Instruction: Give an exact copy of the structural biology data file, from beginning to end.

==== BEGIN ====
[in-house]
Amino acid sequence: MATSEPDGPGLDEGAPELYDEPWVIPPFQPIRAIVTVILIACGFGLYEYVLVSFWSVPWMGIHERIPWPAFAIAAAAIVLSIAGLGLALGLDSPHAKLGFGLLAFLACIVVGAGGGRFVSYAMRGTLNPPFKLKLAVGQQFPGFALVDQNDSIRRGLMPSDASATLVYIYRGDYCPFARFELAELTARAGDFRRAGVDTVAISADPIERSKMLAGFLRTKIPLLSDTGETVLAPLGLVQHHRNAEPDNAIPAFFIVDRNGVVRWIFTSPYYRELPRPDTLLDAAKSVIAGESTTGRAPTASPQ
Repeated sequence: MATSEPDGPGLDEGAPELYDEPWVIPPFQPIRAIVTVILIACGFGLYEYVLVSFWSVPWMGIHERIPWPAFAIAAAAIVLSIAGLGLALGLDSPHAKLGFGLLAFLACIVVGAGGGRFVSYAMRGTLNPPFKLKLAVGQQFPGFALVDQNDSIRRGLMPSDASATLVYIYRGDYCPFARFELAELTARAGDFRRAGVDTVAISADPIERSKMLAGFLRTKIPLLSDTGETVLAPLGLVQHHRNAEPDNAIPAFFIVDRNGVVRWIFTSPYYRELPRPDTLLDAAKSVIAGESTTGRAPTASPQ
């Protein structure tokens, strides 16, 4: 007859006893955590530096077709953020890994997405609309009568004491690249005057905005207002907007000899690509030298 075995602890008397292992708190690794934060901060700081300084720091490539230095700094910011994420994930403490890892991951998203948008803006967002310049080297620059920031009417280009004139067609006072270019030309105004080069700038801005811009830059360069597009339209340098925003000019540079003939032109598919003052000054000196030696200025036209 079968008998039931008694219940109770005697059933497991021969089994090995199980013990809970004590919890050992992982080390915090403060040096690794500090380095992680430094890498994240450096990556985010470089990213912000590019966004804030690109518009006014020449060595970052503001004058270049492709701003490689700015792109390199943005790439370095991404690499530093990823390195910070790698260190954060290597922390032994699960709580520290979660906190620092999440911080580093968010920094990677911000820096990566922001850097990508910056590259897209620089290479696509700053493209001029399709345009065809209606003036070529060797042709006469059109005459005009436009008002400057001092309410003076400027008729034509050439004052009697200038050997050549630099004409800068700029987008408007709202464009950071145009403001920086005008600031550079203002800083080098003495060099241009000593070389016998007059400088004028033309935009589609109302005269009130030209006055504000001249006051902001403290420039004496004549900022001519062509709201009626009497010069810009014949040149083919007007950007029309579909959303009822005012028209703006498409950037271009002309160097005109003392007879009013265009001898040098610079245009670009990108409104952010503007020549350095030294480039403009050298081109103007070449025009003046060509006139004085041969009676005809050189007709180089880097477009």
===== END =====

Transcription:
[in-house]
Amino acid sequence: MATSEPDGPGLDEGAPELYDEPWVIPPFQPIRAIVTVILIACGFGLYEYVLVSFWSVPWMGIHERIPWPAFAIAAAAIVLSIAGLGLALGLDSPHAKLGFGLLAFLACIVVGAGGGRFVSYAMRGTLNPPFKLKLAVGQQFPGFALVDQNDSIRRGLMPSDASATLVYIYRGDYCPFARFELAELTARAGDFRRAGVDTVAISADPIERSKMLAGFLRTKIPLLSDTGETVLAPLGLVQHHRNAEPDNAIPAFFIVDRNGVVRWIFTSPYYRELPRPDTLLDAAKSVIAGESTTGRAPTASPQ
Repeated sequence: MATSEPDGPGLDEGAPELYDEPWVIPPFQPIRAIVTVILIACGFGLYEYVLVSFWSVPWMGIHERIPWPAFAIAAAAIVLSIAGLGLALGLDSPHAKLGFGLLAFLACIVVGAGGGRFVSYAMRGTLNPPFKLKLAVGQQFPGFALVDQNDSIRRGLMPSDASATLVYIYRGDYCPFARFELAELTARAGDFRRAGVDTVAISADPIERSKMLAGFLRTKIPLLSDTGETVLAPLGLVQHHRNAEPDNAIPAFFIVDRNGVVRWIFTSPYYRELPRPDTLLDAAKSVIAGESTTGRAPTASPQ
């Protein structure tokens, strides 16, 4: 007859006893955590530096077709953020890994997405609309009568004491690249005057905005207002907007000899690509030298 075995602890008397292992708190690794934060901060700081300084720091490539230095700094910011994420994930403490890892991951998203948008803006967002310049080297620059920031009417280009004139067609006072270019030309105004080069700038801005811009830059360069597009339209340098925003000019540079003939032109598919003052000054000196030696200025036209 079968008998039931008694219940109770005697059933497991021969089994090995199980013990809970004590919890050992992982080390915090403060040096690794500090380095992680430094890498994240450096990556985010470089990213912000590019966004804030690109518009006014020449060595970052503001004058270049492709701003490689700015792109390199943005790439370095991404690499530093990823390195910070790698260190954060290597922390032994699960709580520290979660906190620092999440911080580093968010920094990677911000820096990566922001850097990508910056590259897209620089290479696509700053493209001029399709345009065809209606003036070529060797042709006469059109005459005009436009008002400057001092309410003076400027008729034509050439004052009697200038050997050549630099004409800068700029987008408007709202464009950071145009403001920086005008600031550079203002800083080098003495060099241009000593070389016998007059400088004028033309935009589609109302005269009130030209006055504000001249006051902001403290420039004496004549900022001519062509709201009626009497010069810009014949040149083919007007950007029309579909959303009822005012028209703006498409950037271009002309160097005109003392007879009013265009001898040098610079245009670009990108409104952010503007020549350095030294480039403009050298081109103007070449025009003046060509006139004085041969009676005809050189007709180089880097477009």